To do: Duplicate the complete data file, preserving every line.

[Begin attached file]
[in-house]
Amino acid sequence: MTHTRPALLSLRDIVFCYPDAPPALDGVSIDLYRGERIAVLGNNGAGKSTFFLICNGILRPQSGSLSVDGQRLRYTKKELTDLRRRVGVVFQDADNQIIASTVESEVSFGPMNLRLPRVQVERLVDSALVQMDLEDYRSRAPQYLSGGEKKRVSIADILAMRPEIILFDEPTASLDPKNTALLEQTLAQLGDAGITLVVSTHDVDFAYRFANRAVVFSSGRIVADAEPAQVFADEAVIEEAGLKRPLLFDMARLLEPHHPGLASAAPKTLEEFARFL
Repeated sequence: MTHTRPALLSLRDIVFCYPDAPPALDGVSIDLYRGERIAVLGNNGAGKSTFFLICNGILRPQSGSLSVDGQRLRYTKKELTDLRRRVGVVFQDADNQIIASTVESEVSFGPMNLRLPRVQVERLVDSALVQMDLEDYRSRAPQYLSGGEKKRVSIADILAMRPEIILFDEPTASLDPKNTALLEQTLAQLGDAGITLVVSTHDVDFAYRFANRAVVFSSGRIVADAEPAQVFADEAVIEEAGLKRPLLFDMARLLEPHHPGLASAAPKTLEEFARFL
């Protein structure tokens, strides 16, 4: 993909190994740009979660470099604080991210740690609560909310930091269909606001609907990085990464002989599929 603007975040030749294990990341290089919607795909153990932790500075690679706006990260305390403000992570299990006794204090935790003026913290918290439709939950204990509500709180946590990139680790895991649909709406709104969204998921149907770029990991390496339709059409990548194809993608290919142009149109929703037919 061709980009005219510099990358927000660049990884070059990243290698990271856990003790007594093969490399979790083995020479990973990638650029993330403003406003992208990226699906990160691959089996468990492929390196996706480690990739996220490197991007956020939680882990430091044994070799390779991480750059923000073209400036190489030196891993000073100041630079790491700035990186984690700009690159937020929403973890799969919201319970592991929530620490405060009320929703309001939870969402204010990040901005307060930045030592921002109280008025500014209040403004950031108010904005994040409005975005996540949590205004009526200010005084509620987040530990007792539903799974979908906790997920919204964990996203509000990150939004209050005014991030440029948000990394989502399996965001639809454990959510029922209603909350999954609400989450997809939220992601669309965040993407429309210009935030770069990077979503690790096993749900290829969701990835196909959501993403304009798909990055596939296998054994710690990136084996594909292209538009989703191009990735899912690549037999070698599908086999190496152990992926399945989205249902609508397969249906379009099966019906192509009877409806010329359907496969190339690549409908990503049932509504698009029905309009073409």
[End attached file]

[in-house]
Amino acid sequence: MTHTRPALLSLRDIVFCYPDAPPALDGVSIDLYRGERIAVLGNNGAGKSTFFLICNGILRPQSGSLSVDGQRLRYTKKELTDLRRRVGVVFQDADNQIIASTVESEVSFGPMNLRLPRVQVERLVDSALVQMDLEDYRSRAPQYLSGGEKKRVSIADILAMRPEIILFDEPTASLDPKNTALLEQTLAQLGDAGITLVVSTHDVDFAYRFANRAVVFSSGRIVADAEPAQVFADEAVIEEAGLKRPLLFDMARLLEPHHPGLASAAPKTLEEFARFL
Repeated sequence: MTHTRPALLSLRDIVFCYPDAPPALDGVSIDLYRGERIAVLGNNGAGKSTFFLICNGILRPQSGSLSVDGQRLRYTKKELTDLRRRVGVVFQDADNQIIASTVESEVSFGPMNLRLPRVQVERLVDSALVQMDLEDYRSRAPQYLSGGEKKRVSIADILAMRPEIILFDEPTASLDPKNTALLEQTLAQLGDAGITLVVSTHDVDFAYRFANRAVVFSSGRIVADAEPAQVFADEAVIEEAGLKRPLLFDMARLLEPHHPGLASAAPKTLEEFARFL
């Protein structure tokens, strides 16, 4: 993909190994740009979660470099604080991210740690609560909310930091269909606001609907990085990464002989599929 603007975040030749294990990341290089919607795909153990932790500075690679706006990260305390403000992570299990006794204090935790003026913290918290439709939950204990509500709180946590990139680790895991649909709406709104969204998921149907770029990991390496339709059409990548194809993608290919142009149109929703037919 061709980009005219510099990358927000660049990884070059990243290698990271856990003790007594093969490399979790083995020479990973990638650029993330403003406003992208990226699906990160691959089996468990492929390196996706480690990739996220490197991007956020939680882990430091044994070799390779991480750059923000073209400036190489030196891993000073100041630079790491700035990186984690700009690159937020929403973890799969919201319970592991929530620490405060009320929703309001939870969402204010990040901005307060930045030592921002109280008025500014209040403004950031108010904005994040409005975005996540949590205004009526200010005084509620987040530990007792539903799974979908906790997920919204964990996203509000990150939004209050005014991030440029948000990394989502399996965001639809454990959510029922209603909350999954609400989450997809939220992601669309965040993407429309210009935030770069990077979503690790096993749900290829969701990835196909959501993403304009798909990055596939296998054994710690990136084996594909292209538009989703191009990735899912690549037999070698599908086999190496152990992926399945989205249902609508397969249906379009099966019906192509009877409806010329359907496969190339690549409908990503049932509504698009029905309009073409």